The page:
Preserving an objection for appeal. Preserving an objection for appeal. Preserving an objection for appeal. Repeat again and again, because this is important. The lack of preservation of an objection is demonstrated in a criminal trial, Pierre v. Florida, 43 Fla.L.Weekly D1110b (Fla. 4th DCA 2018), which involved man wearing a ski-mask attempting to kill his ex-wife. Of course, his ex-wife and son saw his face, but there was other evidence to support the attempted murder. The jury found that the man was guilty of attempted murder.
An issue on appeal dealt with the scope of an expert’s testimony that tied the defendant to the scene of the crime. Prior to the expert’s trial testimony, the defense argued that the prosecution’s expert was going to be rendering an opinion outside of his expertise as demonstrated by prior deposition testimony. The defense argued to exclude this testimony. The judge held that the prosecution needed to lay the proper predicate (foundation) for the expert’s opinion, and he will entertain an objection at a later time. The prosecution’s expert rendered the opinion and the defense never renewed the objection. Because the defense never renewed this objection and there was never a definitive ruling on the motion to exclude the testimony, the defense never preserved this issue for appeal. Pierre, supra (“But because Pierre [defendant] then failed to renew his objection during Silvia’s [prosecution’s expert] testimony or obtain a ruling on his earlier motion to exclude the testimony, this argument was not preserved for review either.”). Moreover, the appellate court held that the trial court permitting this opinion, even if the trial court was wrong, was not a fundamental error (i.e., it was harmless error) because the jury could have convicted the defendant based on eyewitness testimony alone.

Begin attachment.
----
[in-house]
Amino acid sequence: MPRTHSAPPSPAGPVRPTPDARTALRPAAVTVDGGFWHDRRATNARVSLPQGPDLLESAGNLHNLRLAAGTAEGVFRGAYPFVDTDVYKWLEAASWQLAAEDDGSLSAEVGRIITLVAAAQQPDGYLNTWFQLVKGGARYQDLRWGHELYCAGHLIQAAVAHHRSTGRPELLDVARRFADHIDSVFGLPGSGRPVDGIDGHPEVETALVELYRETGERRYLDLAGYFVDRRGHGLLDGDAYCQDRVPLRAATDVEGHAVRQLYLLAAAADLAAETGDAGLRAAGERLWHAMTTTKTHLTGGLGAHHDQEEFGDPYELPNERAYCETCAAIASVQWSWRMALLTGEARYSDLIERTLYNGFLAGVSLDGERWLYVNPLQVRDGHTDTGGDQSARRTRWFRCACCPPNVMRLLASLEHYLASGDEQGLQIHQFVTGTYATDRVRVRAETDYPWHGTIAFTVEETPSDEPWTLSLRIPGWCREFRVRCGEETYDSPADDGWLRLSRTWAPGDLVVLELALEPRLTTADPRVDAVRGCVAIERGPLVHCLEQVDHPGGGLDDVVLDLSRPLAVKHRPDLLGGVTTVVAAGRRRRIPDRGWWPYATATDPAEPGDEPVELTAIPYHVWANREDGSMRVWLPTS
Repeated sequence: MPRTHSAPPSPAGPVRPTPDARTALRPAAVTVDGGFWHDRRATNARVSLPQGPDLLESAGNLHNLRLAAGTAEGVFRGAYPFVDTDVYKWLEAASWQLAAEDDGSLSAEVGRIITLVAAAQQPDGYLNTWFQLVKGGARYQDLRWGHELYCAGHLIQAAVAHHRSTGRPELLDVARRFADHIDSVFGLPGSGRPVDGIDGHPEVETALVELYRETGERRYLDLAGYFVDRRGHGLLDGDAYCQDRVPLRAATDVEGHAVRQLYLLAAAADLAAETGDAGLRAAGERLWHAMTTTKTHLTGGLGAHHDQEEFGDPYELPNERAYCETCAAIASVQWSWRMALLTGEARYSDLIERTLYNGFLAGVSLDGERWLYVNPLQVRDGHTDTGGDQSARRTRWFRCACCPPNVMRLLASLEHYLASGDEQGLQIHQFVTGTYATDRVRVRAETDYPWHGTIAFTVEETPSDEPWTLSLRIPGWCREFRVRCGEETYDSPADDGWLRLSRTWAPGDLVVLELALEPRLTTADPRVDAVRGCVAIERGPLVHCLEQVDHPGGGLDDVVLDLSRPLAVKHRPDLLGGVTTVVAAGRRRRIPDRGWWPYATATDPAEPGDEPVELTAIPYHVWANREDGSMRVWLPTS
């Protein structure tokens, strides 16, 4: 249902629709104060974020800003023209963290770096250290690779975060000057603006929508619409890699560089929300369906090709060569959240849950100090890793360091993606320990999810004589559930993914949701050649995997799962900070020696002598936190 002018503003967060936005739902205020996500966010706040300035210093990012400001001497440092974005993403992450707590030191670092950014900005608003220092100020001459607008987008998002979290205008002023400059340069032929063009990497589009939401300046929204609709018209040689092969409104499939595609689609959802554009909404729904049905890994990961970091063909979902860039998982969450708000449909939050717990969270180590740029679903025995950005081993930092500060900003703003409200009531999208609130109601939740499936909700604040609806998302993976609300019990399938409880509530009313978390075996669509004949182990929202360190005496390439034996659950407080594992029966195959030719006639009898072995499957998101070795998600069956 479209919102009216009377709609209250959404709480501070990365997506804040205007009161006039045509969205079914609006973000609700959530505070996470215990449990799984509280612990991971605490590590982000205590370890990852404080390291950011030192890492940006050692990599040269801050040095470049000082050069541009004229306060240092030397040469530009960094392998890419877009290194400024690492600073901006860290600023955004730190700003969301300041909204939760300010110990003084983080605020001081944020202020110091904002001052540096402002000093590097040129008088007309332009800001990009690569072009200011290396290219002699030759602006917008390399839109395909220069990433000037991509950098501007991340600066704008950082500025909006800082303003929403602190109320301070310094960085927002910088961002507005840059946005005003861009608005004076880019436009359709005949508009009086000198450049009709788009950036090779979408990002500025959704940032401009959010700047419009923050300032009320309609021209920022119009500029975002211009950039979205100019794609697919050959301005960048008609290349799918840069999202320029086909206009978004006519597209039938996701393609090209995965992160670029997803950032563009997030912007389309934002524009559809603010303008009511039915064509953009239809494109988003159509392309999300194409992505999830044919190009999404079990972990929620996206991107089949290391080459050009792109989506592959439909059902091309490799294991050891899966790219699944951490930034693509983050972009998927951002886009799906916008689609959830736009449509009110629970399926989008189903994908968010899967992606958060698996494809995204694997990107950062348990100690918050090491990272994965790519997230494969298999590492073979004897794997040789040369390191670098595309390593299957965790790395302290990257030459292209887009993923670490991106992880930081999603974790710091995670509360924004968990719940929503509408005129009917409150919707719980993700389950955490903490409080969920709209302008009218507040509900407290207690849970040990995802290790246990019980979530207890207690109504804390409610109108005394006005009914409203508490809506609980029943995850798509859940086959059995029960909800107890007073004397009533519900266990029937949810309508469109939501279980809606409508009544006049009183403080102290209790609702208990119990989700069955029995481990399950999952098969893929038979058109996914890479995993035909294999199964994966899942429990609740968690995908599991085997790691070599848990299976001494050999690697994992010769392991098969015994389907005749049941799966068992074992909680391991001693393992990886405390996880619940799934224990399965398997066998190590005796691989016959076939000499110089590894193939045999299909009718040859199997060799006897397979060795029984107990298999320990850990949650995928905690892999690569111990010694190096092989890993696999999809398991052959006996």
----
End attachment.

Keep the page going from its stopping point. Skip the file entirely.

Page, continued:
Remember, it is important to preserve an objection for appeal, particularly if it will be the basis of a potential appeal.
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